It says that she's co-director with her husband of the Shalev Center. That doesn't seem to be a typical kiruv center. Instead, it seems to be a project to fuse Judaism and counselling, so it's not aimed exclusively at the non-Orthodox. I don't know anything about this particular center apart from its website, but I do like the idea of someone not just painting a happy image as part of a sales job, but of them also doing some inreach and bringing some of that mixed with secular stuff idealism to the Orthodox world.

    Using Miley Cyrus as an example is a pet peeve of mine. She's one person. Period. It's just a bad dance move, get over it. Celebrities are like toddlers - if you don't reward the behavior with attention, it will go away, but giving attention will get you more of the same.

    OTOH, in a 3 minute video poem, I suppose that it's a quick reference to the notion of women being objectified.

    Ultimately, both covering and not covering are acts that can have very different intentions, depending on the woman. It makes a difference if it's an act that's chosen vs. coerced. One woman may expose hair in defiance of laws or societal pressure. Another may do it to look sexy. Another may do it because a certain look is expected at her workplace. Another may do it because it's comfortable. Still another may do it with no intention whatsoever, simply because it's just what she's always done. Same thing with covering - it can be a symbol of oppression for one woman, and a powerful counter-cultural act for another.

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  7. She's a psychotherapist. I wonder if she sees a desire not to be frum as mental illness.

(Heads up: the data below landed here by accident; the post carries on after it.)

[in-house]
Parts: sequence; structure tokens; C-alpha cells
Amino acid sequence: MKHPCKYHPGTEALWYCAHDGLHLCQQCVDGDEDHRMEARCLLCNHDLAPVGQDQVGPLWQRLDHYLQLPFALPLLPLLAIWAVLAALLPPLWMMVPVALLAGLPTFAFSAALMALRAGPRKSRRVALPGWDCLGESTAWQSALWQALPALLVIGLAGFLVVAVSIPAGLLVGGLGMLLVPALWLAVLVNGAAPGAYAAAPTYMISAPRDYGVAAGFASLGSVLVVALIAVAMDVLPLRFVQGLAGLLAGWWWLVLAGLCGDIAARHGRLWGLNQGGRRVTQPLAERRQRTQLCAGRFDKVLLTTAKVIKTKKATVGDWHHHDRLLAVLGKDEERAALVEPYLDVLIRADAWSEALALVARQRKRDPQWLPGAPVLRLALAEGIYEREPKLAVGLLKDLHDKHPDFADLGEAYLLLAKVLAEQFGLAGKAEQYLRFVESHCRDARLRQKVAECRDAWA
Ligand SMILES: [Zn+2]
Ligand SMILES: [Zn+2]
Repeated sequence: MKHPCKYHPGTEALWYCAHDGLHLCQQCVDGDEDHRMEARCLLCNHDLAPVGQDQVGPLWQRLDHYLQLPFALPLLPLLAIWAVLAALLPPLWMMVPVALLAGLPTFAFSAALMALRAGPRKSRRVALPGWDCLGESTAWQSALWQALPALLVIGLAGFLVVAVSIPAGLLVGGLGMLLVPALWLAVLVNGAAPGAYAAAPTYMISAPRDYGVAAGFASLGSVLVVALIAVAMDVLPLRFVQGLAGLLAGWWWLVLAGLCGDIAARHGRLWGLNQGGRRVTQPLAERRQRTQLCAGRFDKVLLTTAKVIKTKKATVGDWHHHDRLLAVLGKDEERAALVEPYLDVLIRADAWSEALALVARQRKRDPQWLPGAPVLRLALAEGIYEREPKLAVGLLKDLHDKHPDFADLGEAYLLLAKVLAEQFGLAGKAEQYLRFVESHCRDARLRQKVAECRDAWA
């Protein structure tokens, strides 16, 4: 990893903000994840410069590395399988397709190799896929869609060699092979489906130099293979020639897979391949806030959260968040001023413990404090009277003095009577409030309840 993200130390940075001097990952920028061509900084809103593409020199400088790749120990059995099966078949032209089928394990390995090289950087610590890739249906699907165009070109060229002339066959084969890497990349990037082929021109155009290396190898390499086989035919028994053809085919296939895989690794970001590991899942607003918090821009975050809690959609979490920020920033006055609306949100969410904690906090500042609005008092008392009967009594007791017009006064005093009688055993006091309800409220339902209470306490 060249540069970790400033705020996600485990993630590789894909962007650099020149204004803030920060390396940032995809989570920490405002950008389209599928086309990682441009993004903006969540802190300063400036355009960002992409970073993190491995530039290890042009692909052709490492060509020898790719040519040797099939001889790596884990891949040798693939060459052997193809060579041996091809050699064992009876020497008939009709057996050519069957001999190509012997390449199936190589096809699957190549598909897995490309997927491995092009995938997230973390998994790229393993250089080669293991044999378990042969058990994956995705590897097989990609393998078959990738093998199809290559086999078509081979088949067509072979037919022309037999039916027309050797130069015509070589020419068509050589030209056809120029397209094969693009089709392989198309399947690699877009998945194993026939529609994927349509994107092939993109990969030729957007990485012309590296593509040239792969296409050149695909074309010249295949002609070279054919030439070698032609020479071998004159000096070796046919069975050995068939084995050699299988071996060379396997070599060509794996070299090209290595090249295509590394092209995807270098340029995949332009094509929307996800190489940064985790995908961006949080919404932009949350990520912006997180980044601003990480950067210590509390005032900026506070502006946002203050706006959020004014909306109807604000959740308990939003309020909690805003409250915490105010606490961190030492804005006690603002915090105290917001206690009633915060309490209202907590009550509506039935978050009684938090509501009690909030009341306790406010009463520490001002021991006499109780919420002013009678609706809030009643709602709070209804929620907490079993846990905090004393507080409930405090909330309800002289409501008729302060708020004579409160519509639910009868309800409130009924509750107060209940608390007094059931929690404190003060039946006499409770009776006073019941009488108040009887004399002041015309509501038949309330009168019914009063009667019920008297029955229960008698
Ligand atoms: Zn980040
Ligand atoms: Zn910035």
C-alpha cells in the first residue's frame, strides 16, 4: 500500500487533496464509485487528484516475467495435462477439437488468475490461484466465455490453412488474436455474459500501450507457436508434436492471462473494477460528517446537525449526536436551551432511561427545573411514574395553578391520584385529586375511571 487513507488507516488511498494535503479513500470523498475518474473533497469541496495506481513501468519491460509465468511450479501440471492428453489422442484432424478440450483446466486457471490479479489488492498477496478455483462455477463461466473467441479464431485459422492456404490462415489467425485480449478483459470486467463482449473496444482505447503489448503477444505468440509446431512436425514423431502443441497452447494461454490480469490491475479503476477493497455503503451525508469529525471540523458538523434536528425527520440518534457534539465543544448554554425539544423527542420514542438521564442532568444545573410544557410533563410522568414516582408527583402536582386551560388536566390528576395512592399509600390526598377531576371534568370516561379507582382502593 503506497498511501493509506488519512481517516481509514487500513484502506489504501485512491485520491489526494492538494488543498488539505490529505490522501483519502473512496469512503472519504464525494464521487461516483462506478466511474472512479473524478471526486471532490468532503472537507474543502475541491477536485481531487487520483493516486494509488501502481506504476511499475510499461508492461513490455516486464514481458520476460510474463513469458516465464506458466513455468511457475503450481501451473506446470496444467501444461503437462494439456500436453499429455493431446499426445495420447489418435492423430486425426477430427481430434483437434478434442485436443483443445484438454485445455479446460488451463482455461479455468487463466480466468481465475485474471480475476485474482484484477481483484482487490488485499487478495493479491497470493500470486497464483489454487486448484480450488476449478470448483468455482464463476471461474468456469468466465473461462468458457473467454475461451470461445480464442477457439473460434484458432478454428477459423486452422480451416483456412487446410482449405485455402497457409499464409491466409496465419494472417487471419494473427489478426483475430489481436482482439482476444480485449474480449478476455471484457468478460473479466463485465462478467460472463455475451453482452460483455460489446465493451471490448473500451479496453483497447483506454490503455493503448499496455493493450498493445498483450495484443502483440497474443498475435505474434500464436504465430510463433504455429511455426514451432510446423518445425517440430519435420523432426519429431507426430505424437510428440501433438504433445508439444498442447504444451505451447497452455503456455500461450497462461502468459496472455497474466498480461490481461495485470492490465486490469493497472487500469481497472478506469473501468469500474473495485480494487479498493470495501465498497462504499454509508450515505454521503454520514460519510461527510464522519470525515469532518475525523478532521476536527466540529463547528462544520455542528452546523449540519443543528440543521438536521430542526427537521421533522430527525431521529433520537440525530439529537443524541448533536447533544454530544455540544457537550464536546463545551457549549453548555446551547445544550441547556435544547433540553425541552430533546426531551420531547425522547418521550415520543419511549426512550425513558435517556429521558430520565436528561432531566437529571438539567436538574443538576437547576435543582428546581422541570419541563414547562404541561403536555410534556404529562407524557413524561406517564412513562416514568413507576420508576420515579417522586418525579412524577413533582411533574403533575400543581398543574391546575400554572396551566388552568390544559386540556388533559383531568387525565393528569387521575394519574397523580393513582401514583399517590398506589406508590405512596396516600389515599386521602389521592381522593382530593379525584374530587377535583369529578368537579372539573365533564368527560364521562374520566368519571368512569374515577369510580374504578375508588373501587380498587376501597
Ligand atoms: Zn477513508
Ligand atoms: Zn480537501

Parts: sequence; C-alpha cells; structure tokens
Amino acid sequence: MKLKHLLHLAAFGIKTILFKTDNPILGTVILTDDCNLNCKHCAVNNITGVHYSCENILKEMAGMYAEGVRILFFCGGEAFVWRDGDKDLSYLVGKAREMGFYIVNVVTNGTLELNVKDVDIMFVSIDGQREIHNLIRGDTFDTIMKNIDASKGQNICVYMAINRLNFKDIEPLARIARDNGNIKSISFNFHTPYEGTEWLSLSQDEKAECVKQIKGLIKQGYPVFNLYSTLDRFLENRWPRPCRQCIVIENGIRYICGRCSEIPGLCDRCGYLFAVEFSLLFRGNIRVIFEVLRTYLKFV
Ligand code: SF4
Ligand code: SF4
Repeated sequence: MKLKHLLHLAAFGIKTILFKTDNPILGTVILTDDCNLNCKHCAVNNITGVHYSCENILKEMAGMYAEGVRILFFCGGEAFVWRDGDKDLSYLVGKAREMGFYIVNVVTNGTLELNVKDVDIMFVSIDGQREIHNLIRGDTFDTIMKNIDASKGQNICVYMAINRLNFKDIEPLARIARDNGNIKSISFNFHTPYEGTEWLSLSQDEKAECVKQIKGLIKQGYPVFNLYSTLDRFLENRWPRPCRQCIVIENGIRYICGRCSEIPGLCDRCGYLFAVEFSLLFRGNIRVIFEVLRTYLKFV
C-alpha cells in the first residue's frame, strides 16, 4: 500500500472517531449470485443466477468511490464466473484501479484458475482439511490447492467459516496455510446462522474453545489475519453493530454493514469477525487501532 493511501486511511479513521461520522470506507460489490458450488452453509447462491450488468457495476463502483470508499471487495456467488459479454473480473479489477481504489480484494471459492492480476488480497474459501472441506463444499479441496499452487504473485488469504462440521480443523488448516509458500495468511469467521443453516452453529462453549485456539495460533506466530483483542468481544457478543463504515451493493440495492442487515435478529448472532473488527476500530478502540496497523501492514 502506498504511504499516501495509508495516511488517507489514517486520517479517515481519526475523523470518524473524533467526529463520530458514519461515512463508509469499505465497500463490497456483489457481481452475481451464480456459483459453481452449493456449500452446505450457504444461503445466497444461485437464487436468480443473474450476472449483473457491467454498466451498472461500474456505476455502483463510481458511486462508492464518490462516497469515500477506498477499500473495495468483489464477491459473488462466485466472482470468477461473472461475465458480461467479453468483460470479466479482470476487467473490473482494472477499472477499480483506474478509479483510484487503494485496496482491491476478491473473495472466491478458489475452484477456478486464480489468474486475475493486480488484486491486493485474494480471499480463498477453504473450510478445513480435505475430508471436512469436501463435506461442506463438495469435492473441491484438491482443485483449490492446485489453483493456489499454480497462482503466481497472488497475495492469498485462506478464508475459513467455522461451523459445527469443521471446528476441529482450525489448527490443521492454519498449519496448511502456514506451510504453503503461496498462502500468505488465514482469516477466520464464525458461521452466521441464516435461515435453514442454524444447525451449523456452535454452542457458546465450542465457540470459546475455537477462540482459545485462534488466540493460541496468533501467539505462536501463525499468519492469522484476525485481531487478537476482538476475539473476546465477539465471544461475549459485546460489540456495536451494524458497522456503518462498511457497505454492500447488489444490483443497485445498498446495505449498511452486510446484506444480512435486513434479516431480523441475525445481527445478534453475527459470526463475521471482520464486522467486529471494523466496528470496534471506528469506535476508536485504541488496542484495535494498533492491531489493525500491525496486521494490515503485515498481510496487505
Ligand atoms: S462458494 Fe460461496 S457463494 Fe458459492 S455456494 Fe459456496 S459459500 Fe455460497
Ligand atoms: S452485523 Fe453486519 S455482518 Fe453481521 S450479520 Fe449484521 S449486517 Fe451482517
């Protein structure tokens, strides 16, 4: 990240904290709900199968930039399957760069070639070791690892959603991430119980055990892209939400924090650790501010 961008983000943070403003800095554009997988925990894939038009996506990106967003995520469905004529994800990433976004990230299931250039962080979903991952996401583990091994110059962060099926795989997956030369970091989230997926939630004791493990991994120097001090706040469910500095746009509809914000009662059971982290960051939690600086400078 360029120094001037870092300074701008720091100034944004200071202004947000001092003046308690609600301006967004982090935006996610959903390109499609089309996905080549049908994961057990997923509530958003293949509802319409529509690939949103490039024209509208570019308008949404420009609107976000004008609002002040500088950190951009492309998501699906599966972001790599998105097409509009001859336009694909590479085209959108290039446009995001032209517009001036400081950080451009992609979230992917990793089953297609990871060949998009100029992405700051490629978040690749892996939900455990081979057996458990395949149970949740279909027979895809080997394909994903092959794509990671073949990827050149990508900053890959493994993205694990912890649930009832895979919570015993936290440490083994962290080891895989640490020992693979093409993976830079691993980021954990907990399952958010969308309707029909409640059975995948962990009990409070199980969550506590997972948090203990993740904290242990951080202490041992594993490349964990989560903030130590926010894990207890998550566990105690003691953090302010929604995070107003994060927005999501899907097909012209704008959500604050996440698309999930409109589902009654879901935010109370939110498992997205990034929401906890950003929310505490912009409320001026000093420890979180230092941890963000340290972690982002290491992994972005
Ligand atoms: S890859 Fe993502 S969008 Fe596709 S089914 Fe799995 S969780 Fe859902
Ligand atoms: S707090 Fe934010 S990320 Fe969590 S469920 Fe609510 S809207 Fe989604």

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  8. Ive been reading this blog for a few months now and thoroughly enjoy it.

    Rebecca - I've been thinking of something that I want to ask you (It's not particularly related to this post): What would you think and/or feel if you knew that an Orthodox Jew was praying to G-d to bring a non-Orthodox Jew to become a Ba'al Teshuva (i.e. to become Orthodox)?

    Thanks!
    Keep on writing!
    Aron

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  9. Aron,
    Thanks for the compliment and thanks for the question.
    As part of a growing community of people who have left orthodoxy, I've certainly heard about people praying for people to return to orthodoxy. And I've certainly heard of people praying for those who aren't even orthodox. It would be awkward to know that a friend or relative was praying for me to change my religious ways, but if we accept that personal prayer should remain personal, then it shouldn't be a problem. As long as that prayer doesn't suddenly involve accosting the subject and forcing him/her into religious observance, then it is fine. It is my personal opinion that you can pray all you want, but that doesn't mean it's going to happen, or that it should happen. (I'm still waiting for that pony I used to pray for.)
    Years ago, when I was an orthodox BT, I was told to pray for my parents so that they would see the light and become orthodox. I didn't. At the time, I felt that this action was ridiculous. I like my parents the way they are and I felt that imposing my then-lifestyle on them was more than inappropriate.